Elisabeth Kubler-Ross's On Death And Dying?

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Everyman a late 15 century best known morality play has the ability not only to present the doctrine of salvation but to impact non-believers (Goldhamer). Elisabeth Kubler-Ross 's , On Death and Dying, argued that people have different perspective towards death (Goldhamer 2). The play allows us to experience the behavior or attitude that a dying person overcomes when their faced with death (Goldhamer 2). The treatment of the play towards the audience is more likely as a sermon that is preached (Pineas 160). All humans, believers and non-believers, are subject to death. The word "death" in the Scriptures, however, has more than one meaning. It is important to understand the relationship of the believer with the various meanings of death. Genesis…show more content…
"I give thee no respite. Come hence, and don 't tarry!"(130). The only way to escape death in all its multifaceted aspects is through Jesus Christ. God "destroyed death and brought life and immortality" (2Ti. 1:10). By the death of His only Son, he has reconciled the believer to God, thus reversing the spiritual separation and alienation that had occurred because of sin. Through His resurrection, God defeated and broke the power of Satan, sin and physical death. Even though believers in Christ have the resurrected life safety, they still go through the experience of physical death. But believers deal with death differently than unbelievers. For the Christian, death is not the end of life, but a new beginning. More than something that should be feared, it is the point of transition to a fulfilling life. Second Corinthians chapter four verse seven says that for the believers, death is a release of the sufferings of this world and an earthly body, in order to be covered by life and celestial glory. Paul speaks of physical death as a dream indicating that death is rest from earthly work and…show more content…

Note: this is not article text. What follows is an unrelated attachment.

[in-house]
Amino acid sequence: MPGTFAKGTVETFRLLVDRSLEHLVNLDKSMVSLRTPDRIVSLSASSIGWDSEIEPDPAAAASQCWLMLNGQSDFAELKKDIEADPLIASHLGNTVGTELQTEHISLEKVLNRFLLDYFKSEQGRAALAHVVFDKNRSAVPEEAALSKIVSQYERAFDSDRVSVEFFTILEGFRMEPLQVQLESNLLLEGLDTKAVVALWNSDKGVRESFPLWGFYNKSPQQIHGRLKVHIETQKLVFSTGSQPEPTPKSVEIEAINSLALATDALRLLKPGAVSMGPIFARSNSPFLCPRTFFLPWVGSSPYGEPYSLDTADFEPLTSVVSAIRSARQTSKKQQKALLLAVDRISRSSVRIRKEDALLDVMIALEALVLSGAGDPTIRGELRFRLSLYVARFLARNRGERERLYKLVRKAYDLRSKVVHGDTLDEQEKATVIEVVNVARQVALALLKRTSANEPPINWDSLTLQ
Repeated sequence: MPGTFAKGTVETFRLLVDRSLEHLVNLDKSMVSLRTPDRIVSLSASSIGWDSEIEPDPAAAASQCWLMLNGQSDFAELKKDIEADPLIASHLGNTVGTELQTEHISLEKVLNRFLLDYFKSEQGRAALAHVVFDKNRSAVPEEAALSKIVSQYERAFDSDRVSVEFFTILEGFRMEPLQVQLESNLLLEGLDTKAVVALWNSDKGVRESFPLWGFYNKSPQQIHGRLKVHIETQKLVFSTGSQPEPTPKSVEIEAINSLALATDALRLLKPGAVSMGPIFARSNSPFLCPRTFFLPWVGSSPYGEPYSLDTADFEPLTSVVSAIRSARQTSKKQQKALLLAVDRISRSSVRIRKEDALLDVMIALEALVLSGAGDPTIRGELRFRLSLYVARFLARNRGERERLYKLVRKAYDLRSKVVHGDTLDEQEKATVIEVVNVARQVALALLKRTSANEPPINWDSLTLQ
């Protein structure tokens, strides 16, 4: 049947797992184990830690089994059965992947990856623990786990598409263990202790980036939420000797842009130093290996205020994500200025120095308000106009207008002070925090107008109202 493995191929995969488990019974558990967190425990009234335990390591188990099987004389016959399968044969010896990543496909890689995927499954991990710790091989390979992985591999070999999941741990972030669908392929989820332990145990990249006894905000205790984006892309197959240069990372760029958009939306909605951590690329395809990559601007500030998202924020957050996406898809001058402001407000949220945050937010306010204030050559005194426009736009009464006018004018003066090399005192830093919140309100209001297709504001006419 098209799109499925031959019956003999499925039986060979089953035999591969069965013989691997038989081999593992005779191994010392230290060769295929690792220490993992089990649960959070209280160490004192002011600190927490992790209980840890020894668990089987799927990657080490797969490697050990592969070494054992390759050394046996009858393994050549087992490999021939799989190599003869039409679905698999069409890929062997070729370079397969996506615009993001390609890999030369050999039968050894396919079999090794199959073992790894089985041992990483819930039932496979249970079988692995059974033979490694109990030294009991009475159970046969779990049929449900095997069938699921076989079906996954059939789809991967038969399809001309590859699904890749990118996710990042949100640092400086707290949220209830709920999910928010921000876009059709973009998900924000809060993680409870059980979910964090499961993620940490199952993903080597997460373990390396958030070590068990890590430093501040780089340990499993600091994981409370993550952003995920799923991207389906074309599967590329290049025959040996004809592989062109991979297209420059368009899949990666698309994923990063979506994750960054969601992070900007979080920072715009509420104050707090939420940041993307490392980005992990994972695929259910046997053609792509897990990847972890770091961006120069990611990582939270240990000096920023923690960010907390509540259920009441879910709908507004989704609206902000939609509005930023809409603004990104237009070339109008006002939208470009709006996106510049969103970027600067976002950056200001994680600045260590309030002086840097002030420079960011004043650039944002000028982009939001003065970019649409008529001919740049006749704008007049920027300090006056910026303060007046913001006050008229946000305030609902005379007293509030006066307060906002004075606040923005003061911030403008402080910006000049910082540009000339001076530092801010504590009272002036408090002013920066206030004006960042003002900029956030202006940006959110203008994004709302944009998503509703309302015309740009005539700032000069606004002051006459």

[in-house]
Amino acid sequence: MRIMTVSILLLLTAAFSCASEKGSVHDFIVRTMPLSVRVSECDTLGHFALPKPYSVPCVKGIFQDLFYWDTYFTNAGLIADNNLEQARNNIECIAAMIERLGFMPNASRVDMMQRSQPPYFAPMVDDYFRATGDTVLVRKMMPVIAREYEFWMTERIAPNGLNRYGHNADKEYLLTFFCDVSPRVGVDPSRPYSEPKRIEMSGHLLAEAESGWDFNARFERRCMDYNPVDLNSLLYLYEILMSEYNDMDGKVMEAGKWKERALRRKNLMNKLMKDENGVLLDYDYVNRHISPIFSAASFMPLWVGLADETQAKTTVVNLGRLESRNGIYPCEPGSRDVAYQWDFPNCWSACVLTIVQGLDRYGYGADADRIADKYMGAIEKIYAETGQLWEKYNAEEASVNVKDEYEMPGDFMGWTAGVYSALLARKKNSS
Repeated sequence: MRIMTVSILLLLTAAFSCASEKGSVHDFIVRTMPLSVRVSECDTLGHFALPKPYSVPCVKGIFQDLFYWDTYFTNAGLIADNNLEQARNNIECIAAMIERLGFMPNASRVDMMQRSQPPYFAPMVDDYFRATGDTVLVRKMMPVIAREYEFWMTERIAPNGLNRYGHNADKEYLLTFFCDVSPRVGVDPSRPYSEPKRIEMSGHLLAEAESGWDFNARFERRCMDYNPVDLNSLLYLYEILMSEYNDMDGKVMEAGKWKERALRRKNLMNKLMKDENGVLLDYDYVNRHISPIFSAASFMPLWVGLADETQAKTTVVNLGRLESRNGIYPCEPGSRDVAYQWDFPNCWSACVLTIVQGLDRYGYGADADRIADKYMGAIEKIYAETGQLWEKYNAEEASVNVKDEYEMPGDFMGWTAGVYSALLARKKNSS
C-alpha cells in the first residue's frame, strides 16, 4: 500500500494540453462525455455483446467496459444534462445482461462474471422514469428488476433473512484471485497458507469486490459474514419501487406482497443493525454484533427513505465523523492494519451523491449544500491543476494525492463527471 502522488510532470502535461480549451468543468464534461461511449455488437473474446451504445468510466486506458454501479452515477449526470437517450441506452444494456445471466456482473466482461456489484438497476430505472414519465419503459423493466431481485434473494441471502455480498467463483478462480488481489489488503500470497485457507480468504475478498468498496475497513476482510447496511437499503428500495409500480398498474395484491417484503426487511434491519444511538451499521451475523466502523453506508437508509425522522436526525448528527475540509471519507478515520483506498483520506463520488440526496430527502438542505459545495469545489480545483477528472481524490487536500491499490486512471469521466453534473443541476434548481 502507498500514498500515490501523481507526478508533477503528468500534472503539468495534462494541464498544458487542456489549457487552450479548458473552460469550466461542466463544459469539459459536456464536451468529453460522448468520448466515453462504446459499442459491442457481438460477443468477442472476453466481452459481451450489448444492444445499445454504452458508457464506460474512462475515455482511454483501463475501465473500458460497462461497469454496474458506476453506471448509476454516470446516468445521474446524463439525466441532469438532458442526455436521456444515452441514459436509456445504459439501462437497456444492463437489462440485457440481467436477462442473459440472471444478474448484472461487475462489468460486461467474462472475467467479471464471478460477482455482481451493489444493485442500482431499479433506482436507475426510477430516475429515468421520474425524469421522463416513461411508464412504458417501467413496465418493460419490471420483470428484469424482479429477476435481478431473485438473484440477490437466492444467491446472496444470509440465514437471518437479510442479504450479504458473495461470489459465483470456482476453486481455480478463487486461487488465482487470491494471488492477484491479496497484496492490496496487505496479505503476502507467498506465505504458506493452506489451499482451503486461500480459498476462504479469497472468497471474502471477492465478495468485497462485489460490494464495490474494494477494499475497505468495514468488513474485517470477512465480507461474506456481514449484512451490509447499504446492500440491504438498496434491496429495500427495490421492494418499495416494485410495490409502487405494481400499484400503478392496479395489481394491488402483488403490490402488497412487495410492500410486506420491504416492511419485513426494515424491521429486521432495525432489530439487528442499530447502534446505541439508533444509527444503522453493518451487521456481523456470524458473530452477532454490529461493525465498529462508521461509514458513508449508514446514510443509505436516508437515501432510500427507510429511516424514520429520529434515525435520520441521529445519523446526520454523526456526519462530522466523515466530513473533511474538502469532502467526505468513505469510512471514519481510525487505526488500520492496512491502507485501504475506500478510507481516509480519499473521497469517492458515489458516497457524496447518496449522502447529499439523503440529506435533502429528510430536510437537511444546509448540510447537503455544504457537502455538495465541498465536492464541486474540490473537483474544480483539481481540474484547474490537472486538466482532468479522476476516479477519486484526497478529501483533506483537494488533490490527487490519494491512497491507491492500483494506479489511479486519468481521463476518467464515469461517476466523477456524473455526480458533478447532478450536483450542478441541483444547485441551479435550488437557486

Otherwise we never acknowledge him (Paulson 122). The author perceives death as a denial of humanity. Which makes character treat death us a surprise to his existent (Goldhamer 5). It perceives man being to concern about worldly matters that forget to acknowledge God. Everyman used "blind," as a metaphor to acknowledge how people react when they think about death (Goldhamer 3). As the book of Isaiah when it describes the true advocates when they recognize that they are sinners, who confess their sin and lament deeply by its situation but seems hopeless. "We touch the wall like the blind, and fondled to walk like no eyes..." (Isaiah 59:11). Of all the creatures that God made human beings are by far the supreme and more complex. However, because of pride humans often forget that God is its creator, that are created beings, and which are therefore dependent on God. God sends Death to Everyman because of their ignorance toward him (Goldhamer 2). On some point of our lives we well have to give an account for our actions. Death warns the hero that "before God thou shalt answer" (107). In other words, Death tries to frighten the reader and the character (Goldhamer 3). Death can appear when least expected. Just like the coming of God. The play tries to teach the reader that this is why we should live a life of righteousness before the lord (Goldhamer 3)

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